That is why the next step is important: translating the SLO sets defined by the key user(s) into SLIs (Service Level Indicators). These SLIs are metrics we measure on a component level, for those components used to deliver functionality to the end user. They offer guidelines for improving and finetuning those components to realize the SLO. In-depth knowledge of the software application is required for this part. The technical application expert needs to draw up the landscape architecture, allowing us to find the relevant components to measure via appropriate SLIs. For the email example, this results in SLIs that do not only cover server uptime, but database availability as well.
Measure your performance
After the Service Level Objectives and Indicators are defined, we start monitoring the application to see if we meet those requirements. Next step is to act upon the results. That is why we have created a dashboard with all SLIs, providing us with a clear overview of the application’s performance. For good comparison, all measuring units are translated to a value between 0 and 100% (of course there is an additional tab with the ‘original’ measuring unit like seconds, numbers, or percentage). Red items are falling short on the requirements, but the green ones are meeting the targets.
Left: Report of SLI performances IMIP application – first run. Right: Report of SLI Performances IMIP application – current status
Do not fix what is not broken
Although it might seem counterintuitive, the first step when something seems to be broken on the SLI dashboard is not to repair it. First, it is important to evaluate the end user’s experience. We do this via monthly review meetings, in which our end users are asked to explain their perception on the application’s performance.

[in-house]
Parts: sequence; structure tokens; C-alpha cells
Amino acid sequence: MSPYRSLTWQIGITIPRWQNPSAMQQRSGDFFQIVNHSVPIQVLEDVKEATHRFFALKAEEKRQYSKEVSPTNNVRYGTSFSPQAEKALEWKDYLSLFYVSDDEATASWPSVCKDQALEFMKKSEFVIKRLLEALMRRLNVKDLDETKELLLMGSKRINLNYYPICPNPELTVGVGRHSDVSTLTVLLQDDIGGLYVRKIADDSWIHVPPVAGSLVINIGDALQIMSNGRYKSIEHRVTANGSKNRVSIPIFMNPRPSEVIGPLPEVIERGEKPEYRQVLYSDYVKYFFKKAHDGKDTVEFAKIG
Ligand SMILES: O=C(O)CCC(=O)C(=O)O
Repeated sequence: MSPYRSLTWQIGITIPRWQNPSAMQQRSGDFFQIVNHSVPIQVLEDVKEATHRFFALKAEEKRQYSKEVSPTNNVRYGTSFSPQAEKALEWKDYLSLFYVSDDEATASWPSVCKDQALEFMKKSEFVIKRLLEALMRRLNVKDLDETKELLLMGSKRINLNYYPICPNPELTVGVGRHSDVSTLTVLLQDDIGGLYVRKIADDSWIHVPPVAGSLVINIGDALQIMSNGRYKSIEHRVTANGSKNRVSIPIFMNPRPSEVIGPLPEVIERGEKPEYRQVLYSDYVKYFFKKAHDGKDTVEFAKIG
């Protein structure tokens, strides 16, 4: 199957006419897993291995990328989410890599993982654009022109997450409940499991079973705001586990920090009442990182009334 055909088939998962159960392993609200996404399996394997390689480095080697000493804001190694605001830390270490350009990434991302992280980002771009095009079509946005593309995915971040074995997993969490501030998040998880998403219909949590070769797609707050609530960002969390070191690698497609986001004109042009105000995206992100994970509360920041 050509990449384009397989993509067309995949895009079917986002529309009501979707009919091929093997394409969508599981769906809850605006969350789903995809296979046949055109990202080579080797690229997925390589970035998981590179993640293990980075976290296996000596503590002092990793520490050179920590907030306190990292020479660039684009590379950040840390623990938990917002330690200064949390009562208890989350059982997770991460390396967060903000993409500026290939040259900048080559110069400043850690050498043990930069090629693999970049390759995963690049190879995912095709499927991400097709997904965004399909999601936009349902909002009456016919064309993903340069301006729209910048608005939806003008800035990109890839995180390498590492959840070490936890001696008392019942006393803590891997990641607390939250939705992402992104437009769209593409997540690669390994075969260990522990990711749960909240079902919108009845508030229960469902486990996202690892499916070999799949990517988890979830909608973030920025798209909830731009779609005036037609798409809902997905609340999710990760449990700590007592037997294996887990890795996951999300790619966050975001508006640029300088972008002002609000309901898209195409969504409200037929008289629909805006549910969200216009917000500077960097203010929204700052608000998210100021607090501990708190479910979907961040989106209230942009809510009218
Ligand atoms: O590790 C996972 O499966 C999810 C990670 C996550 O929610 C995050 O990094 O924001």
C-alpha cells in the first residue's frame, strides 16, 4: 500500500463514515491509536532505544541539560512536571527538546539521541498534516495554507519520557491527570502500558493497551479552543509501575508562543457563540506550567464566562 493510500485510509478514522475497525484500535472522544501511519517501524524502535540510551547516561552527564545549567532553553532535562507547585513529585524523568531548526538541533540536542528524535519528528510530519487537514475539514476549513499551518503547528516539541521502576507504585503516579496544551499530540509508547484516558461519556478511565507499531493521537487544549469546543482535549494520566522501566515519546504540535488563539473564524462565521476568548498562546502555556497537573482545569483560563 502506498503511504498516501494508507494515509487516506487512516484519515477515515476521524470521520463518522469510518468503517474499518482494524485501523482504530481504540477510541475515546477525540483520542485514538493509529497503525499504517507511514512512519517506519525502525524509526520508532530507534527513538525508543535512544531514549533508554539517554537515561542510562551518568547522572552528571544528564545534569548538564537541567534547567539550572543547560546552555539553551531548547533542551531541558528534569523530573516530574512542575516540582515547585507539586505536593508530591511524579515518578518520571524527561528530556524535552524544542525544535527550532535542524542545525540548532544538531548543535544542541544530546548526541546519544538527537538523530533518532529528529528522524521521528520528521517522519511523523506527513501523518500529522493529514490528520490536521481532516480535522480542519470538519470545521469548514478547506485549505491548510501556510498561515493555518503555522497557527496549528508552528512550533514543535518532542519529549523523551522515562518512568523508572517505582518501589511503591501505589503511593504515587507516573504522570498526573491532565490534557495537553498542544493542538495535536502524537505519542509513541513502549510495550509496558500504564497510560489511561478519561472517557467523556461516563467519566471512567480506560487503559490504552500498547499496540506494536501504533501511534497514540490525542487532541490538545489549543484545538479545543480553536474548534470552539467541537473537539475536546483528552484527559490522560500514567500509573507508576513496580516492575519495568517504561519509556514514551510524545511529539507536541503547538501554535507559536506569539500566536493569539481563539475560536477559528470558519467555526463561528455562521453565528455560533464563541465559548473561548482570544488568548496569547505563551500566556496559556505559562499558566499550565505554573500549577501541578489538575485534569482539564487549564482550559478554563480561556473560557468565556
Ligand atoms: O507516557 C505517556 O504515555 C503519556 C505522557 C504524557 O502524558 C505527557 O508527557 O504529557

For example, our Itility Cloud Control platform team is responsible for managing an application called IMIP. We agreed with our end users that the application should be ‘always available’ and ‘fast enough’, so we had our SLOs. Translating “fast enough” to SLIs, we initially agreed with our end users that IMIP job durations should be completed within 120 seconds. Later, we discovered that the job runs took 180 seconds to complete instead, so we did not meet our SLIs.
Instead of immediately refactoring the IMIP application, we first called our end users to an evaluation meeting in which we discussed their experience with its performance. They explained that they were satisfied with the stability of IMIP and speed at which it completed its jobs. So, it turned out that we had set our indicator goal too tight. The end user perceived this waiting time as acceptable, so we did not have to put effort into improving the run time. We simply adjusted the SLI instead. As a result, we were able to spend time on other features that were important to our end users.
Finding the balance between Dev and Ops
This example illustrates the continuous process of finding a balance between measuring, spending time on repairing (operations) and spending time on improvements and new features (development). Sometimes lowering a goal results in a more satisfied end user because the DevOps team can then spend its time on more important matters.
The essence of SRE is continuous improvement, which is inherently an ongoing process. This means we should not dwell on the startup phase because we think we might miss something, but rather just get on with it. Decide on a starting point and start measuring. If your SLI dashboard shows only green values (you met all the required SLIs), but your end users are unhappy, the solution is clear: evaluate and adjust.
It is important to keep reviewing the results together with your end user and to start finetuning your SLIs. Which indicators should be measured that are not in place at this moment? Did we miss our targets for any of the indicators? How can we fix our performance? Do we need to fix our performance? This is an interactive process where you continuously look for the balance between spending time on application stability and the introduction of new features. The ultimate goal: to provide end users with a positive experience when using the application.
Want to know more? Read this elaborate explanation about SRE and how it relates to DevOps.
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